Electric Co-ops’ Solar Projects Growing in Size and Scope

(ARLINGTON, Va.) – The National Rural Electric Cooperative Association (NRECA) announced today the addition of four not-for-profit, member-owned electric cooperatives to a nationwide initiative that is expanding the nation’s solar footprint. The program is bringing renewable energy to regions once written off as unsuitable for solar development.

Middle Tennessee EMC (Murfreesboro, Tenn.), Appalachian Electric Cooperative (New Market, Tenn.), Poudre Valley REA (Fort Collins, Colo.) and Kansas Electric Power Cooperative (Topeka, Kan.) are joining the Solar Utility Network Deployment Acceleration (SUNDA) project, part of the Department of Energy’s SunShot initiative.

Led by its cooperative participants and managed by NRECA, the SUNDA project aims to accelerate the deployment of PV solar by converting the real-world lessons of co-op solar development into an array of tools and guides that can be used by co-ops across the country.

Each of the new SUNDA members is planning a solar project of approximately one megawatt—the size at which utility solar projects typically become economically viable. Electric cooperatives in the SUNDA project are “leading the way in delivering cost-effective, clean, renewable solar energy to interested members,” said Brad Gibson, Middle Tennessee EMC’s chief cooperative business officer.

“As increasing numbers of co-ops explore solar options for their members, the SUNDA project is providing tools, insights and real world experience,” said Jim Spiers, NRECA vice president for business and technology strategies. “The SUNDA tools enable any and all of the nation’s 900 electric co-ops to make an informed decision for their consumer-members and, for those co-ops intending to deploy solar, reduce the risks and maximize the benefits.”

Cooperatives have expanded the collective solar footprint, and individual projects are getting bigger; the average SUNDA community solar project is now 1.5 megawatts.

Middle Tennessee and Appalachian Electric are the first members of the Tennessee Valley Authority to join the SUNDA project. Both plan to incorporate community solar offerings. Kansas Electric Power Cooperative plans to optimize its system to meet peak energy needs.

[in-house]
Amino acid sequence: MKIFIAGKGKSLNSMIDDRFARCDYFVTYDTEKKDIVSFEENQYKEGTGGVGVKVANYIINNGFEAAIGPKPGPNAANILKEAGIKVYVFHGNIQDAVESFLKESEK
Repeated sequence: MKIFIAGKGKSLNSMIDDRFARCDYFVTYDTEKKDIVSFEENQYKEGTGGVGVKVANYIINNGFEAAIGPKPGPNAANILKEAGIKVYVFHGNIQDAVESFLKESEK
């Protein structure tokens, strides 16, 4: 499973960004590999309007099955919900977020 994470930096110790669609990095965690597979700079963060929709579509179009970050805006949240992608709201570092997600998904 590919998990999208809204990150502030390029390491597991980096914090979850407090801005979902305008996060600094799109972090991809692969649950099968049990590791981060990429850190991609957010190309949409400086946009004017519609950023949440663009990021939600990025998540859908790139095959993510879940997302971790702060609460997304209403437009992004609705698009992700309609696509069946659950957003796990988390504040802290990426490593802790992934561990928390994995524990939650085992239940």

In addition, co-ops are exploring new business models for distributing solar energy and new consumer programs designed to make solar energy accessible to more consumers. In Colorado, Poudre Valley is making solar power accessible to low- and moderate-income members.

“Community solar can serve all our member-owners, regardless of income level,” said Jeff Wadsworth, Poudre Valley’s CEO.

In 2013, the Department of Energy selected NRECA to lead the SUNDA project. The mandate was to identify and eliminate barriers preventing electric cooperatives from completing community solar deployments. Since then, standardization, scalable financial solutions and declining equipment costs have made solar generation projects more affordable.

Now in its fourth year, the SUNDA project is focused on making its resources available to all electric cooperatives.

“The tools produced by the SUNDA team and the information shared by other SUNDA members have already greatly benefited Kansas Electric Power Cooperative,” said Mark Barbee, KEPCo’s vice president of engineering.

In addition to NRECA and America’s electric cooperatives, other participants in the SUNDA program include the National Rural Utility Cooperative Finance Corporation (CFC), Federated Rural Electric Insurance Exchange, and PowerSecure International, Inc.

The National Rural Electric Cooperative Association is the national service organization that represents the nation’s more than 900 private, not-for-profit, consumer-owned electric cooperatives, which provide service to 42 million people in 47 states.

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View an interactive map and learn more about Electric Co-ops and solar.